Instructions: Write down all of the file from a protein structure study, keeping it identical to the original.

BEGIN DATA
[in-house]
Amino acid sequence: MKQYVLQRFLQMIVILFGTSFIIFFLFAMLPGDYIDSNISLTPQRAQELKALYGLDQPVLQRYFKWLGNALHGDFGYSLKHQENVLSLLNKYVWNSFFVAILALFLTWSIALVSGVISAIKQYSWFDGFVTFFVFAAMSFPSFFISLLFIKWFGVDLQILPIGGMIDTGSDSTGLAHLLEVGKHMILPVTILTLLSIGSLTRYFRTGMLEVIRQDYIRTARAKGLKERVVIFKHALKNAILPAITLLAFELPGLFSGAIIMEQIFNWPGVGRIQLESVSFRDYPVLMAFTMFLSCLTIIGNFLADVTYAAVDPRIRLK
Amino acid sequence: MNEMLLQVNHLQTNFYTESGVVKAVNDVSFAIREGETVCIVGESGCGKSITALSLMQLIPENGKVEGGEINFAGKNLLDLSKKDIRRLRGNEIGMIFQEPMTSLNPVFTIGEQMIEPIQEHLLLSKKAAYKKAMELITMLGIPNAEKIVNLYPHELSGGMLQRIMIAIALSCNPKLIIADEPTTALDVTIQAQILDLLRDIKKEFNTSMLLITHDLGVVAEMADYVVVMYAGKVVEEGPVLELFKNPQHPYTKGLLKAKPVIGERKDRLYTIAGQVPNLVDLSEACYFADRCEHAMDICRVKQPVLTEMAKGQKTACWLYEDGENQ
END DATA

[in-house]
Amino acid sequence: MKQYVLQRFLQMIVILFGTSFIIFFLFAMLPGDYIDSNISLTPQRAQELKALYGLDQPVLQRYFKWLGNALHGDFGYSLKHQENVLSLLNKYVWNSFFVAILALFLTWSIALVSGVISAIKQYSWFDGFVTFFVFAAMSFPSFFISLLFIKWFGVDLQILPIGGMIDTGSDSTGLAHLLEVGKHMILPVTILTLLSIGSLTRYFRTGMLEVIRQDYIRTARAKGLKERVVIFKHALKNAILPAITLLAFELPGLFSGAIIMEQIFNWPGVGRIQLESVSFRDYPVLMAFTMFLSCLTIIGNFLADVTYAAVDPRIRLK
Amino acid sequence: MNEMLLQVNHLQTNFYTESGVVKAVNDVSFAIREGETVCIVGESGCGKSITALSLMQLIPENGKVEGGEINFAGKNLLDLSKKDIRRLRGNEIGMIFQEPMTSLNPVFTIGEQMIEPIQEHLLLSKKAAYKKAMELITMLGIPNAEKIVNLYPHELSGGMLQRIMIAIALSCNPKLIIADEPTTALDVTIQAQILDLLRDIKKEFNTSMLLITHDLGVVAEMADYVVVMYAGKVVEEGPVLELFKNPQHPYTKGLLKAKPVIGERKDRLYTIAGQVPNLVDLSEACYFADRCEHAMDICRVKQPVLTEMAKGQKTACWLYEDGENQ